Theeb Jordan-UAE-UK-Qatar First Feature Competition
Awesome! This film demonstrates the reason why Film Festivals are such a joy! Full theatre, super-enthusiastic audience, very little popcorn/cola swilling, and the Q&A.
This debut film from Writer-Director Naji Abu Nowar is wonderful, the actors in the film (who are not “actors” and had never been to a cinema before the opening at The Cannes Film Festival) are genuine Bedouin. This is their oral history on screen.
Set around the time of the Arab Revolt in a corner of the disintegrating Ottoman Empire, a tribe of Bedouin are approached by a brother Bedouin and asked to take a British Officer across the desert by the old pilgrim route. The two strangers walk out of the darkness and partake of the traditional Bedouin hospitality. Two young brothers, sons of a deceased Bedouin Sheik are living there; we see Theeb and Hussein engaged in camel watering, play fighting, and all the significant tasks that keep nomadic tribes safe and surviving amid the hostile desert. The screen relationship between these two is palpable, there is a tenderness and a sense of closeness which is evident from the moment they appear together at the beginning of the film.
The elder brother is tasked with the journey, but Theeb follows first on a donkey and then on foot. Naturally, this complicates the situation but once united, the two are not to be separated, so the party journey on together. The nature of the Englishman’s purpose is not explicit, but he has with him various objects of interest to young Theeb, including a mysterious locked box to which Theeb, like any curious young thing, is drawn with an irresistible magnetic force. This object of absolute fascination tempts him again as they are gathered in a ravine, and the Englishman lashes out – the resulting quarrel has all the authenticity of a real fight, Hussein leaps to his brother’s defence, it is a moment of true emotion.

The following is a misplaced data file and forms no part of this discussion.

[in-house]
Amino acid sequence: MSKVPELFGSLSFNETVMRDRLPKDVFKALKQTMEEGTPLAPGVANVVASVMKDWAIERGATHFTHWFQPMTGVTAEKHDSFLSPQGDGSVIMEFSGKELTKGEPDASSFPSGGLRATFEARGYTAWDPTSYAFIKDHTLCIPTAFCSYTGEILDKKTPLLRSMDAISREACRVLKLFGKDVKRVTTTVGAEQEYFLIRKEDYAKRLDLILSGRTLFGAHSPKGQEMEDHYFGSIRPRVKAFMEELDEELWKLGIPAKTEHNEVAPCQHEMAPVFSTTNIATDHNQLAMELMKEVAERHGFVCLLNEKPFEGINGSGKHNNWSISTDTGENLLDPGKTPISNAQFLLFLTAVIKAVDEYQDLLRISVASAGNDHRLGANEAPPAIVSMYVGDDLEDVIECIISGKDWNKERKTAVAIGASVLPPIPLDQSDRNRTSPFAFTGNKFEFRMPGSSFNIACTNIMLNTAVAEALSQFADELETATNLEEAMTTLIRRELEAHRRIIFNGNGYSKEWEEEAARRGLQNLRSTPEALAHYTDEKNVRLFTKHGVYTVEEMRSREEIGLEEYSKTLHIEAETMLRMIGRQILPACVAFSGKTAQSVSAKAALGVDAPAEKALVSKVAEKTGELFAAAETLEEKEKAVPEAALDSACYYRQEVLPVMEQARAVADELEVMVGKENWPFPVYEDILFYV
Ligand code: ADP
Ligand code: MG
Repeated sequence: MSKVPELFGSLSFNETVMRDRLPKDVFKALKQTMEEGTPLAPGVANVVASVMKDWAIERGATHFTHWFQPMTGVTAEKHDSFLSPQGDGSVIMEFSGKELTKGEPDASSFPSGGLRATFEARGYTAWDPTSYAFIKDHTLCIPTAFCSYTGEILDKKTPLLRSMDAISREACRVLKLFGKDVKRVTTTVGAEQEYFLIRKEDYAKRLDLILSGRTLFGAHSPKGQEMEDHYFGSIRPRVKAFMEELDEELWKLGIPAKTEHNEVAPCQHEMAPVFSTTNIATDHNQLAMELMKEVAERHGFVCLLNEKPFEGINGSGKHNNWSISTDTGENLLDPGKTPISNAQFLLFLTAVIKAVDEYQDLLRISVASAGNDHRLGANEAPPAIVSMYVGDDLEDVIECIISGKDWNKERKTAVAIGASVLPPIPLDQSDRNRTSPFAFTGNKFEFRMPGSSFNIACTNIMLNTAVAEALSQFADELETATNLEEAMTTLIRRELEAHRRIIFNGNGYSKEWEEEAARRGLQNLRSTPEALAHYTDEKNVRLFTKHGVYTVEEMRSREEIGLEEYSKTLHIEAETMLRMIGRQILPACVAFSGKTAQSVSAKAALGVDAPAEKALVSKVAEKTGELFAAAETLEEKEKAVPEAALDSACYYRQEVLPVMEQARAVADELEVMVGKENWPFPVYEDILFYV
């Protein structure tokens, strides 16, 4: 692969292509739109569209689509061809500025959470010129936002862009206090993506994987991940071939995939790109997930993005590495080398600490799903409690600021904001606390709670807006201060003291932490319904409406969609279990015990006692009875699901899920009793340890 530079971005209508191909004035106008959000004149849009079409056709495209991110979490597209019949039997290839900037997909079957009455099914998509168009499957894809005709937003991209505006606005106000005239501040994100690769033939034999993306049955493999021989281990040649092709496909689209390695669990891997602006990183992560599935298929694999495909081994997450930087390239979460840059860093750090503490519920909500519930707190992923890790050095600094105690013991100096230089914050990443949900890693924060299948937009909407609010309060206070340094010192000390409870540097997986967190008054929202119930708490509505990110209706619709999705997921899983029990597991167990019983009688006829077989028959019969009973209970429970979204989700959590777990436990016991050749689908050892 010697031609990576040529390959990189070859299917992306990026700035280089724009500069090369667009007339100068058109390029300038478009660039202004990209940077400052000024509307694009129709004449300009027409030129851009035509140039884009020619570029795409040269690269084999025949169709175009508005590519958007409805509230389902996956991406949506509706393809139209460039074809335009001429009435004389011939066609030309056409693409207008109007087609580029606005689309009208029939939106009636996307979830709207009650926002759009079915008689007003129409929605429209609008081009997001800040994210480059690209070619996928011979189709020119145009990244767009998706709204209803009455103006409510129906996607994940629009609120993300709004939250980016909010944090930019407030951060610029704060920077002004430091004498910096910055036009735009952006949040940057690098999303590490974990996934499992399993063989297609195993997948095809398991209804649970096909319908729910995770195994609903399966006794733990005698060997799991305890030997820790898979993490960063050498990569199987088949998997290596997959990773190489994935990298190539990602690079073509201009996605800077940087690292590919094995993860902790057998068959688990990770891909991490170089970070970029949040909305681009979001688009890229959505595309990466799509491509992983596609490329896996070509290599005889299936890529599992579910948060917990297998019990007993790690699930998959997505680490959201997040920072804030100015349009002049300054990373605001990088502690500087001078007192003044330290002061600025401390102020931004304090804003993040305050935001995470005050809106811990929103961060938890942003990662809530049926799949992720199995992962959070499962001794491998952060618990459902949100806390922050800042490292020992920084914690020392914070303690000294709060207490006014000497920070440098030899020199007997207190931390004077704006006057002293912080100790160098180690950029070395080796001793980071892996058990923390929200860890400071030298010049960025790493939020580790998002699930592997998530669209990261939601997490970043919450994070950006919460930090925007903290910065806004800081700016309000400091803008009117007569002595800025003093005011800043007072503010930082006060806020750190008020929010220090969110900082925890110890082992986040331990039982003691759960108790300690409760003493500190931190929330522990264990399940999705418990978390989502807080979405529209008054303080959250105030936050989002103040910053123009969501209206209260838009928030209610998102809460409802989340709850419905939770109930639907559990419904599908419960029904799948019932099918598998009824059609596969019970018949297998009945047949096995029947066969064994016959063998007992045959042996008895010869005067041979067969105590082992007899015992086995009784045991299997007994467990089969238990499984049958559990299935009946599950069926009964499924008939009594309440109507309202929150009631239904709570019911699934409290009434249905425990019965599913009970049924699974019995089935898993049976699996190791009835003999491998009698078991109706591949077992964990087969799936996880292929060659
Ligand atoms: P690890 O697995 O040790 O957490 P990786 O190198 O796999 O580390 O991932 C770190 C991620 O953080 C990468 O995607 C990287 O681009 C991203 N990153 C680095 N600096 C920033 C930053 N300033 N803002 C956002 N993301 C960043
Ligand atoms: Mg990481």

The pilgrim way is not in regular use for reasons which become explicit later on, and the way is not easy as there are bandits and deserters all with guns and a purpose, which may not be conducive to the Englishman’s ambition.
This film got a standing ovation, everyone was there: principal actors, Writer-Director, Producer, Dario Swade – the sound effects technician and Jerry Lane – the writer of the music which was completely brilliant, using genuine Bedouin traditional songs written up to form the sound track.
The film has all the depth and romantic beauty of Arabic poetry and calligraphy while at the same time describing a period of extreme violence. There are inevitable, but inaccurate, comparisons to be made with Lawrence of Arabia, the second time that this iconic film has been mentioned in relation to the modern film. But Theeb is not that film, it is not trying to be and in reality has more soul, more truth and more honesty. The Englishman is the fulcrum for the action of the story, but the story itself is a Bedouin story told by people whose grandparents, and great grandparents lived through it.
It is a really interesting companion to The Cut, I am really glad to have seen both. The directors in both films said that they had Westerns in mind, and though neither of them are Westerns at all, I can see exactly where they are coming from. Look out for them both, you will not be disappointed.